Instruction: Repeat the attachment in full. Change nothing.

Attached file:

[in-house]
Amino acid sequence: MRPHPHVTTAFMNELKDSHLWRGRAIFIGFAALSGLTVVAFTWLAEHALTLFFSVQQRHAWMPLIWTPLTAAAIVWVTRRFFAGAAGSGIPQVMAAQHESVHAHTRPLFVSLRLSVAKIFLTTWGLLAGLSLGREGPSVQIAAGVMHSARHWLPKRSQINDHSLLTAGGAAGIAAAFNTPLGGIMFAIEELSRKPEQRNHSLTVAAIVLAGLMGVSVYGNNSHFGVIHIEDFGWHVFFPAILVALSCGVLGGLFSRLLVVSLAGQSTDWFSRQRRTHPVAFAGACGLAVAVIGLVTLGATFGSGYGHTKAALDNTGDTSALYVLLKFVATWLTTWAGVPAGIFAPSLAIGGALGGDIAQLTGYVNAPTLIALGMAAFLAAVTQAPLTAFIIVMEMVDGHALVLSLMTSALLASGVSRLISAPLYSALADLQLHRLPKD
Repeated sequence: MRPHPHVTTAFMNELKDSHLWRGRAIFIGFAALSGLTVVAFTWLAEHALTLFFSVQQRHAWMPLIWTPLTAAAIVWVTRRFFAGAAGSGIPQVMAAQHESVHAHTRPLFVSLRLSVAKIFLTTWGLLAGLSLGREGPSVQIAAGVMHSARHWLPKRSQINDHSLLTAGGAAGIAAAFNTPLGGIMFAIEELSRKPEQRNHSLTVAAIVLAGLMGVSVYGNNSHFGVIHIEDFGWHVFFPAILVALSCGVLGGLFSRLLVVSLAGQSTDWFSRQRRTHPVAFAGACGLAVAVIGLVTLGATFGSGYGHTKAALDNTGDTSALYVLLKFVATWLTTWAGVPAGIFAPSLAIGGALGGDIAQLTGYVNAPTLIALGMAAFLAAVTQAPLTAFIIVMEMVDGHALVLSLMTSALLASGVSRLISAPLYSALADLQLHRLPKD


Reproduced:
[in-house]
Amino acid sequence: MRPHPHVTTAFMNELKDSHLWRGRAIFIGFAALSGLTVVAFTWLAEHALTLFFSVQQRHAWMPLIWTPLTAAAIVWVTRRFFAGAAGSGIPQVMAAQHESVHAHTRPLFVSLRLSVAKIFLTTWGLLAGLSLGREGPSVQIAAGVMHSARHWLPKRSQINDHSLLTAGGAAGIAAAFNTPLGGIMFAIEELSRKPEQRNHSLTVAAIVLAGLMGVSVYGNNSHFGVIHIEDFGWHVFFPAILVALSCGVLGGLFSRLLVVSLAGQSTDWFSRQRRTHPVAFAGACGLAVAVIGLVTLGATFGSGYGHTKAALDNTGDTSALYVLLKFVATWLTTWAGVPAGIFAPSLAIGGALGGDIAQLTGYVNAPTLIALGMAAFLAAVTQAPLTAFIIVMEMVDGHALVLSLMTSALLASGVSRLISAPLYSALADLQLHRLPKD
Repeated sequence: MRPHPHVTTAFMNELKDSHLWRGRAIFIGFAALSGLTVVAFTWLAEHALTLFFSVQQRHAWMPLIWTPLTAAAIVWVTRRFFAGAAGSGIPQVMAAQHESVHAHTRPLFVSLRLSVAKIFLTTWGLLAGLSLGREGPSVQIAAGVMHSARHWLPKRSQINDHSLLTAGGAAGIAAAFNTPLGGIMFAIEELSRKPEQRNHSLTVAAIVLAGLMGVSVYGNNSHFGVIHIEDFGWHVFFPAILVALSCGVLGGLFSRLLVVSLAGQSTDWFSRQRRTHPVAFAGACGLAVAVIGLVTLGATFGSGYGHTKAALDNTGDTSALYVLLKFVATWLTTWAGVPAGIFAPSLAIGGALGGDIAQLTGYVNAPTLIALGMAAFLAAVTQAPLTAFIIVMEMVDGHALVLSLMTSALLASGVSRLISAPLYSALADLQLHRLPKD